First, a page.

Nigeria’s Vice president Yemi Osinbajo has debunked rumours stating he has resigned his position as the nation’s vice president.

Nigeria’s vice president, Yemi Osinbajo, on Tuesday asked the management of the Nigerian Deposit Insurance Corporation (NDIC) to come up with a sustainable framework to empower millions of poor Nigerians through the extension of credit to them.

Osinbajo made this call when members of the new Board of Directors and Management of the NDIC, led by its chairman, Ronke Sokefun, visited him in his office in Abuja.

According to Osinbajo, the present administration was keen on the issue of financial inclusion and was desirous to see millions of poor Nigerians empowered through the extension of credit to them.

Lamenting the failure of the current structure for the operation of Micro-Finance Banks (MFBs) to achieve the desired goals of financial inclusion, Osinbajo urged the NDIC to adopt a sustainable framework to achieve the objectives set by the regulators.

He called for concerted efforts by the relevant institutions, including the Central Bank of Nigeria and NDIC, to come up with a framework to facilitate the funding of federal government’s social intervention programmes such as the N-Power, Trader-Money, and Market-Money to alleviate the suffering of millions of Nigerians.

Earlier, the chairman of the board of the NDIC had thanked the vice president for receiving them.

As a critical player in the Nigerian financial safety-net, she said the NDIC had achieved remarkable success in the execution of its primary mandates of effective supervision of the insured banks, timely payment of insured deposits and the implementation of a robust and efficient failure resolution regime.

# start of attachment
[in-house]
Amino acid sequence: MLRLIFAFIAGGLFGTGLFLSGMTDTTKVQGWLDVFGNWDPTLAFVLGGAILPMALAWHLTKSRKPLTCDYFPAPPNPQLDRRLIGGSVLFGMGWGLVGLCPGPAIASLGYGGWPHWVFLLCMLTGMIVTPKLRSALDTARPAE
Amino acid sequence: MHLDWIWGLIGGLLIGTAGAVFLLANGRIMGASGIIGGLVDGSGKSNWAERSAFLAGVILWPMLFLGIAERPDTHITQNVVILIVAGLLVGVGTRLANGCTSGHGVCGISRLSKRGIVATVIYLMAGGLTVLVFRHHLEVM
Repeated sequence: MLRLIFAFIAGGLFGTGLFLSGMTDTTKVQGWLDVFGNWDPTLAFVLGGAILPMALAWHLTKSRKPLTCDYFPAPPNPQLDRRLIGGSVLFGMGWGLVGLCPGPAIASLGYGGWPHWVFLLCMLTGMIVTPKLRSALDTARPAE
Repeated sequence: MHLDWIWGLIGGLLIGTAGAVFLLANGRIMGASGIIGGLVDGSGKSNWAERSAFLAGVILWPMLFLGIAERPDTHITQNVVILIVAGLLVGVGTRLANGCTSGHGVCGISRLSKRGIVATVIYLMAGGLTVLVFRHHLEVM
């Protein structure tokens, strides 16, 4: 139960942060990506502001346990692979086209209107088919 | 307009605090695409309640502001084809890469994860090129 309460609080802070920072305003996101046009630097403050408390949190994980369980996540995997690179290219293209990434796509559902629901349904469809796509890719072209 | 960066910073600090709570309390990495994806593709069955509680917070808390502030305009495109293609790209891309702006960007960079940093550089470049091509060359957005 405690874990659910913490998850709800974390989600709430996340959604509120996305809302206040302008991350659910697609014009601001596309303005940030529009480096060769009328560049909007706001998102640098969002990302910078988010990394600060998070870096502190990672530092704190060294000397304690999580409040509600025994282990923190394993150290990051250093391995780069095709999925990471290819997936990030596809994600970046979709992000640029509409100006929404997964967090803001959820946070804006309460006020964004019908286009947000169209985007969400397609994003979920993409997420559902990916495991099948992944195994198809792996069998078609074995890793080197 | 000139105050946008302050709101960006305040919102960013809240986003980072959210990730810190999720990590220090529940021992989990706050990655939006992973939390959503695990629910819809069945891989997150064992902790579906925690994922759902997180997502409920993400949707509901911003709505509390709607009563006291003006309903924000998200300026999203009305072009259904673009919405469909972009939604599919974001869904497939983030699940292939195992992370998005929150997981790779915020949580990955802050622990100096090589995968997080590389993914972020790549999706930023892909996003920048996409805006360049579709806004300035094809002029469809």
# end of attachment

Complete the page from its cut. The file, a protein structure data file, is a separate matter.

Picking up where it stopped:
okefun drew the vice-president’s attention to the NDIC Amendment Bill currently pending before the Senate and solicited his assistance to ensure its quick passage before the expiry of the present legislative session.

In his remarks, the Managing Director/CEO of the Corporation, Umaru Ibrahim, also sought the assistance of the vice president towards the speedy passage the bill to amend the NDIC Act pending at the Senate.

Ibrahim said the new law will strengthen the capacity of the corporation to effectively supervise insured financial institutions for a safe and sound banking system in the country.

On the activities of the corporation, the NDIC boss informed the vice president that it has undertaken periodic examination of banks in collaboration with the CBN. He said the NDIC also issues reports and makes recommendations to the boards of banks for compliance to ensure the safety, soundness and stability of the Nigerian banking system.

He said regulatory authorities were committed to sanitise and strengthen the micro, small and medium scale enterprises (MSMEs), through enhanced capital requirements of MFBs and the establishment of a National Microfinance Bank to enable the subsector play its role of providing credit.

In his response, Osinbajo expressed confidence in the ability of the new board and management of the NDIC, describing them as experienced technocrats capable of steering the corporation in the right direction.

While congratulating the chairman and other members of the board for their appointment, Osinbajo also commended the management of the corporation for prioritising the interests of Nigerian depositors in its choice of the bridge bank option for the resolution of many banks in liquidation.

The vice president said a lot still needed to be done in the area of sanitising the banking system.

He also stressed the need for fresh ideas to produce a more resilient structure involving the NDIC and other relevant stakeholders to address the issue of non-performing loans in the industry and warned that the federal government was not prepared to repeat the mistakes of the past.

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